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Guide to Graduate Medical Education

Hannah L. Hedrick, PhD
JAMA. 1995;274(9):773-774. doi:10.1001/jama.1995.03530090109034.
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While teachers themselves may be born with a natural inclination to educate others, those who also administer graduate medical education (GME) must be amenable to a grueling learning process that no amount of talent can circumvent. Orientation to their many tasks is frequently by trial and error, assisted by homegrown guides or pieces of information gleaned from a variety of sources.

GME administrators have multiple files for the accreditation process (ACGME? RRC? PIF? CAAR? IRD? ARGGGH!*) and the National Residency Matching Program (NRMP). (When do we have to return our agreements to the NRMP? Is there a handbook for students, similar to the institutional handbook?) They struggle with developing a housestaff manual that contains all the required items and a few that are useful but optional. GME administrative staff are responsible for orienting resident physicians to the institution, the program department, and related departments; for helping residents enter and exit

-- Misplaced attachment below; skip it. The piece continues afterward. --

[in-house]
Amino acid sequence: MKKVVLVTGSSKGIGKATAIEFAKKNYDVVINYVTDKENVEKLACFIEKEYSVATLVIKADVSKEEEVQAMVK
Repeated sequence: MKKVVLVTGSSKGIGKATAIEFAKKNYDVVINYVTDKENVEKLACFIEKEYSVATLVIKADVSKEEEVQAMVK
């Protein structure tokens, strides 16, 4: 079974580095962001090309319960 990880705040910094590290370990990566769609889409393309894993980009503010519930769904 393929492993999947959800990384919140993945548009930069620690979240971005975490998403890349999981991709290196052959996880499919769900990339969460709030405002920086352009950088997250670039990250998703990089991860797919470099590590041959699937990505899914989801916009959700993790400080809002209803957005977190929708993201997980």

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The American Medical Association is accredited by the Accreditation Council for Continuing Medical Education to provide continuing medical education for physicians. The AMA designates this journal-based CME activity for a maximum of 1 AMA PRA Category 1 CreditTM per course. Physicians should claim only the credit commensurate with the extent of their participation in the activity. Physicians who complete the CME course and score at least 80% correct on the quiz are eligible for AMA PRA Category 1 CreditTM.
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